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Entered according to the Act of Congress, in the year 1860, by G. G. EVANS,
in the Clerk's Office of the District Court for the Eastern District of Pennsylvania.
MAN was not intended to live like a bear or a hermit, apart from others of his own nature, and, philosophy and reason will each agree with me, that man was born for sociability and finds his true delight in society. Society is a word capable of many meanings, and used here in each and all of them. Society, par excellence; the world at large; the little clique to which he is bound by early ties; the companionship of friends or relatives; even society tete a tete with one dear sympathizing soul, are pleasant states for a man to be in.
Taking the word in its most extended view, it is the world; but in the light we wish to impress in our book it is the smaller world of the changing, pleasant intercourse of each city or town in which our reader may chance to abide.
This society, composed, as it is, of many varying natures and elements, where each individual must submit to merge his own identity into the universal whole, which makes the word and state, is divided and subdivided into various cliques, and has a pastime for every disposition, grave or gay; and with each division rises up a new set of forms and ceremonies to be ob
served if you wish to glide down the current of polite life,
smoothly and pleasantly.
The young man who makes his first entrance into the world of society, should know how to choose his friends, and next how to conduct himself towards them. Experience is, of course, the best guide, but at first starting this must come second hand, from an older friend, or from books.
A judicious friend is the best guide; but how is the young man to know whom to choose? When at home this friend is easily selected; but in this country, where each bird leaves the parent nest as soon as his wings will bear him safely up, there are but few who stay amongst the friends at home.
Next then comes the instruction from books.
True a book will not fully supply the place either of experience or friendly advice, still it may be made useful, and, carefully written from the experience of heads grown gray in society, with only well authenticated rules, it will be a guide not to be despised by the young aspirant for favor in polite and refined circles.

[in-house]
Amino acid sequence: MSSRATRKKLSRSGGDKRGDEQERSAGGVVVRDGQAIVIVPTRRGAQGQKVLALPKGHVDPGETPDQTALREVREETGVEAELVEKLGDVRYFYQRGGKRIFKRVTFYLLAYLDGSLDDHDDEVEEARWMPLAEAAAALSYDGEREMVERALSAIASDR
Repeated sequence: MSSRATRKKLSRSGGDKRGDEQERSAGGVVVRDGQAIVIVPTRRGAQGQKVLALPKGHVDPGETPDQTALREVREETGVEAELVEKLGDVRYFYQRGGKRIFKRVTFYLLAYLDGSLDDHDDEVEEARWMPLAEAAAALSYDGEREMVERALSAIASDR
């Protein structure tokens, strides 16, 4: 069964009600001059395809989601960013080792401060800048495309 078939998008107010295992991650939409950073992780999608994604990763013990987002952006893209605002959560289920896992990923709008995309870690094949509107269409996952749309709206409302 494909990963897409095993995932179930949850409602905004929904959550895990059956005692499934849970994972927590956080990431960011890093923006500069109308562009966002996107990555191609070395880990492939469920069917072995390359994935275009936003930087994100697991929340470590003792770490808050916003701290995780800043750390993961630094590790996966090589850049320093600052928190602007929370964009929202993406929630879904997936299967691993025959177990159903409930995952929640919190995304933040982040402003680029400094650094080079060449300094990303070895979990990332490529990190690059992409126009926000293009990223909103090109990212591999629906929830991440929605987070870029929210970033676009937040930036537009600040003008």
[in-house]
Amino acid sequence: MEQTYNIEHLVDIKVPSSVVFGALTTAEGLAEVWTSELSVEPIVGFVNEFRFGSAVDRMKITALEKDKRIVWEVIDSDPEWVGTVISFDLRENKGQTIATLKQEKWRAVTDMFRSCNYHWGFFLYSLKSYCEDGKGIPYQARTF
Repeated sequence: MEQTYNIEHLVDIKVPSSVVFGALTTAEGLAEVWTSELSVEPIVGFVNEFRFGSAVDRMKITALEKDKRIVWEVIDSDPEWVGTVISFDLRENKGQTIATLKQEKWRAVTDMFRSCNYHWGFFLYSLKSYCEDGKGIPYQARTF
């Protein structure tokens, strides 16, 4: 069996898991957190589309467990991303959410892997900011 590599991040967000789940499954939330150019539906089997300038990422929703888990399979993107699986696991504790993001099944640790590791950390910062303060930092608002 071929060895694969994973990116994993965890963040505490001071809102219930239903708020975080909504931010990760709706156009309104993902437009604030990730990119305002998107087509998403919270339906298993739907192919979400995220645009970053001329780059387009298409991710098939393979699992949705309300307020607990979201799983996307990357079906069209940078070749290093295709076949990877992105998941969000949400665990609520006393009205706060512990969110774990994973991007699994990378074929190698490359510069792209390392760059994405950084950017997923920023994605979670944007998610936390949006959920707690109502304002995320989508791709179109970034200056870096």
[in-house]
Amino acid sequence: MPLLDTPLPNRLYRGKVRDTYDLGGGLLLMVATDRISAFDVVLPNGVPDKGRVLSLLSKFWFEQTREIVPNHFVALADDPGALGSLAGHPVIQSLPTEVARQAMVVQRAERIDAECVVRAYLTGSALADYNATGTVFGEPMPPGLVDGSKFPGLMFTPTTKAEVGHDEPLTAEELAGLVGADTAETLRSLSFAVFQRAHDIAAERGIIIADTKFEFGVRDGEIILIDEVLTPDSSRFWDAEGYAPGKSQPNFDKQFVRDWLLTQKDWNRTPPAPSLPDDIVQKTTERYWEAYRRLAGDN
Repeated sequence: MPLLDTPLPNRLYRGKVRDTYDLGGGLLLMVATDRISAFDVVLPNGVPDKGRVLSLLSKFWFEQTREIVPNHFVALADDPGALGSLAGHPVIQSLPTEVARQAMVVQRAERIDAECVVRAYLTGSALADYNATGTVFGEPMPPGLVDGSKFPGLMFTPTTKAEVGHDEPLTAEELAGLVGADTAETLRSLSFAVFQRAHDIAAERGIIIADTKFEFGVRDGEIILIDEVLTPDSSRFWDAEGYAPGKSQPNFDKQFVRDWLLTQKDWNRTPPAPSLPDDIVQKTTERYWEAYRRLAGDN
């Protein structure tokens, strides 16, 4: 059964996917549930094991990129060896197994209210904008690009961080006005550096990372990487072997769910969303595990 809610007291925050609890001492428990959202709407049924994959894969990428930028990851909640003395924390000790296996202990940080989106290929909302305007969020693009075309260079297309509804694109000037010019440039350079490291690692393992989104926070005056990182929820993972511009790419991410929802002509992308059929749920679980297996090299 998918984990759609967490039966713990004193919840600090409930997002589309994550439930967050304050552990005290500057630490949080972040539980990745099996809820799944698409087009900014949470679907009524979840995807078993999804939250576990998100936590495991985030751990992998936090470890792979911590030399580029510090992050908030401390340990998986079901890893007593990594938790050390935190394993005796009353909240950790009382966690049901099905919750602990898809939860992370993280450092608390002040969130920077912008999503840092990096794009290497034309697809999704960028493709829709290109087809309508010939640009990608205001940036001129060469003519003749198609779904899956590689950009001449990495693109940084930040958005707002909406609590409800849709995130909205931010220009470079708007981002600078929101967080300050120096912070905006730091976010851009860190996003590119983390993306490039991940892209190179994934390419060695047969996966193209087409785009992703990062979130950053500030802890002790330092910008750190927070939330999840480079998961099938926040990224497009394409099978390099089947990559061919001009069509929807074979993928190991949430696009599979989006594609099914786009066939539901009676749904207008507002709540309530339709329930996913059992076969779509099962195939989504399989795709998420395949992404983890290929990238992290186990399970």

You go into society from mixed motives; partly for pleasure, recreation after the fatigues of your daily duties, and partly that you may become known. In a republican country where one man's opportunities for rising are as good as those of another, ambition will lead every rising man into society.
You may set it down as a rule, that as you treat the world, so the world will treat you. Carry into the circles of society a refined, polished manner, and an amiable desire to please, and it will meet you with smiling grace, and lead you forward pleasantly along the flowery paths; go, on the contrary, with a brusque, rude manner, startling all the silky softness before you
with cut and thrust remarks, carrying only the hard realities of life in your hand, and you will find society armed to meet you, showing only sharp corners and thorny places for your blundering footsteps to stumble against.
You will find in every circle that etiquette holds some sway; her rule is despotic in some places, in others mild, and easily set aside. Your first lesson in society will be to study where she reigns supreme, in her crown and holding her sceptre, and where she only glides in with a gentle hint or so, and timidly steps out if rebuked; and let your conduct be governed by the result of your observations. You will soon become familiar with the signs, and tell on your first entrance into a room whether kid gloves and exquisite finish of manner will be appropriate, or whether it is "hail, fellow, well met" with the inmates. Remember, however, "once a gentleman always a gentleman," and be sure that you can so carry out the rule, that in your most careless, joyous moments, when freest from the restraints of etiquette, you can still be recognizable as a gentleman by every act, word, or look.
Avoid too great a restraint of manner.
Stiffness is not politeness, and, while you observe every rule, you may appear to heed none. To make your politeness part of yourself, inseparable from every action, is the height of gentlemanly elegance and finish of manner.